While the Royal Mail’s roots date back to the court of Henry VIII in the 16th century, its real success arrived nearly 400 years later with the advent of Internet shopping. The English, Welsh, Scottish, and Northern Irish have taken to online ordering and delivery as much as any country. While the USPS is a bankrupt dinosaur, the Royal Mail has been valued at $5.3 billion prior to a share sale that will take place next month.
Royal Mail’s IPO
The British government recently announced that shares would be priced at £2.60, or $4.20, to £3.30, valuing the group at £2.6 billion to £3.3 billion. The shares are to start trading in London on Oct. 11.
‘‘This will give Royal Mail access to the private capital it needs to modernize,’’ Vince Cable, the business secretary, said in a statement on Friday. ‘‘We are encouraged by the interest shown by potential investors so far.’’
The IPO will be the second largest in Britain’s history of privatization and the largest since British Rail went public in the 1990s.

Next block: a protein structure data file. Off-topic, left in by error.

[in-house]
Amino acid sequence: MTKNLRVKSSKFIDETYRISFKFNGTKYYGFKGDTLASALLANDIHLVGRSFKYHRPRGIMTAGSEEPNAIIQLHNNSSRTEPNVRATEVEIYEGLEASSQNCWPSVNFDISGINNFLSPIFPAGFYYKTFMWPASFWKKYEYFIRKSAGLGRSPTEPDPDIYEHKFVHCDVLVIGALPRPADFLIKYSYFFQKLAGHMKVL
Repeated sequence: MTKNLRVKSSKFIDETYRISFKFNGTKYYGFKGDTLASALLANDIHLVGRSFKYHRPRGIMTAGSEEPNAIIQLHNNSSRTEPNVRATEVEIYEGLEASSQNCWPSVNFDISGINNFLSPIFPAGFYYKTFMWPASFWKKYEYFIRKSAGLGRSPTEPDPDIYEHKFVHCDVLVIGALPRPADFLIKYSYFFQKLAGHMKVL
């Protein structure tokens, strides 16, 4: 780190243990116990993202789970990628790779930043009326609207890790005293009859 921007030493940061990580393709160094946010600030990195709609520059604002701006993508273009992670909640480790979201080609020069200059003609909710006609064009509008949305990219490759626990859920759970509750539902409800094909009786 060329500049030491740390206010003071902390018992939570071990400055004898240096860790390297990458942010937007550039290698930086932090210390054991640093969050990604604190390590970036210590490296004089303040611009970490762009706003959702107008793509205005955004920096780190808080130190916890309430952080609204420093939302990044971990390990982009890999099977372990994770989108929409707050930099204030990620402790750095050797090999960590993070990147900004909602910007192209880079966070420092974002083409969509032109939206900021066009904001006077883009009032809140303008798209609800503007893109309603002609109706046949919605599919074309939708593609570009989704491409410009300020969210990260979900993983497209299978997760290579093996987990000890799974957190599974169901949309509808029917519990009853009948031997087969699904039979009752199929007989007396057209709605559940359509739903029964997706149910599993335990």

Royal Mail employees eligible for free shares
In a very British turn, around 150,000 Royal Mail employees will be eligible for free shares accounting for ten percent of one of Britain’s largest employers. The British government will also hold on to somewhere between 37.8 percent and 49.9 percent of the company. This partial sale as been a talking point in Parliament for over a decade though the debate has been shelved on numerous occasions due to opposition from the Communication Workers Union.
As part of the sale, Royal Mail employees are to receive shares worth 10 percent of the company, which is among Britain’s largest employers, for free. About 150,000 Royal Mail staff members will be eligible for free shares, the government said.
Said union, which represents the majority of the Royal Mail staff, is presently sending out ballots for workers to decide whether or not to go on strike before and/or after the sale.
Billy Hayes on Royal Mail’s privatization
‘‘Royal Mail is profitable and can continue to be successful in the public sector,’’ Billy Hayes, the union’s general secretary, said in a statement. ‘‘The sale is driven by political dogma, not economic necessity.’’ The results on the vote are due on Oct. 16 and the earliest a strike could take place is Oct. 23, he said.
Moya Greene, chief executive of Royal Mail, suggested today that this is precisely what the Royal Mail needs to ‘‘compete in what is a fast changing and intensely competitive market.’’